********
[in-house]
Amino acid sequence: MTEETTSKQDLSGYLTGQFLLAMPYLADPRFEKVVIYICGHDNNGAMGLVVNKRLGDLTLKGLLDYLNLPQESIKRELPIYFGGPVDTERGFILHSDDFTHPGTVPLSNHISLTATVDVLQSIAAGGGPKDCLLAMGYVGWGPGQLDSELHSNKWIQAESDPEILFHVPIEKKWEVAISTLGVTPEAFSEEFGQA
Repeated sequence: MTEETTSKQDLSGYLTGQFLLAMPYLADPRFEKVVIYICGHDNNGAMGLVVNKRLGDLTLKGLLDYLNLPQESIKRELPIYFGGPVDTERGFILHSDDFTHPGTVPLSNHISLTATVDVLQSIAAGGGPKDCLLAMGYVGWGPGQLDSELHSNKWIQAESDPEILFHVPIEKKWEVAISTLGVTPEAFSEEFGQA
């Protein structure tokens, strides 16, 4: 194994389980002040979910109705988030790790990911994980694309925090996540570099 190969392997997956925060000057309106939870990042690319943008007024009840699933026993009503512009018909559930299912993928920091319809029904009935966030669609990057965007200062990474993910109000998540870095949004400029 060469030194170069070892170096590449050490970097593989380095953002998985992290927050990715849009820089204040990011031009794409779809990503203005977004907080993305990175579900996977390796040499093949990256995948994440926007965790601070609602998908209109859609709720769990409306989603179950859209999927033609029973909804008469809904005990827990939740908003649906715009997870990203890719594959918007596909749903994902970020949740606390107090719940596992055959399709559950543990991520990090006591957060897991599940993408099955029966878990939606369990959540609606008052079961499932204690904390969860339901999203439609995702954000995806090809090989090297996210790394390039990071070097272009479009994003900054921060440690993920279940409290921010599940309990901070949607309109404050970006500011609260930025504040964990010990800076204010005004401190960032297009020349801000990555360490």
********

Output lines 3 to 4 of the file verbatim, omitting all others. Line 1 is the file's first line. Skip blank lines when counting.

Repeated sequence: MTEETTSKQDLSGYLTGQFLLAMPYLADPRFEKVVIYICGHDNNGAMGLVVNKRLGDLTLKGLLDYLNLPQESIKRELPIYFGGPVDTERGFILHSDDFTHPGTVPLSNHISLTATVDVLQSIAAGGGPKDCLLAMGYVGWGPGQLDSELHSNKWIQAESDPEILFHVPIEKKWEVAISTLGVTPEAFSEEFGQA
């Protein structure tokens, strides 16, 4: 194994389980002040979910109705988030790790990911994980694309925090996540570099 190969392997997956925060000057309106939870990042690319943008007024009840699933026993009503512009018909559930299912993928920091319809029904009935966030669609990057965007200062990474993910109000998540870095949004400029 060469030194170069070892170096590449050490970097593989380095953002998985992290927050990715849009820089204040990011031009794409779809990503203005977004907080993305990175579900996977390796040499093949990256995948994440926007965790601070609602998908209109859609709720769990409306989603179950859209999927033609029973909804008469809904005990827990939740908003649906715009997870990203890719594959918007596909749903994902970020949740606390107090719940596992055959399709559950543990991520990090006591957060897991599940993408099955029966878990939606369990959540609606008052079961499932204690904390969860339901999203439609995702954000995806090809090989090297996210790394390039990071070097272009479009994003900054921060440690993920279940409290921010599940309990901070949607309109404050970006500011609260930025504040964990010990800076204010005004401190960032297009020349801000990555360490």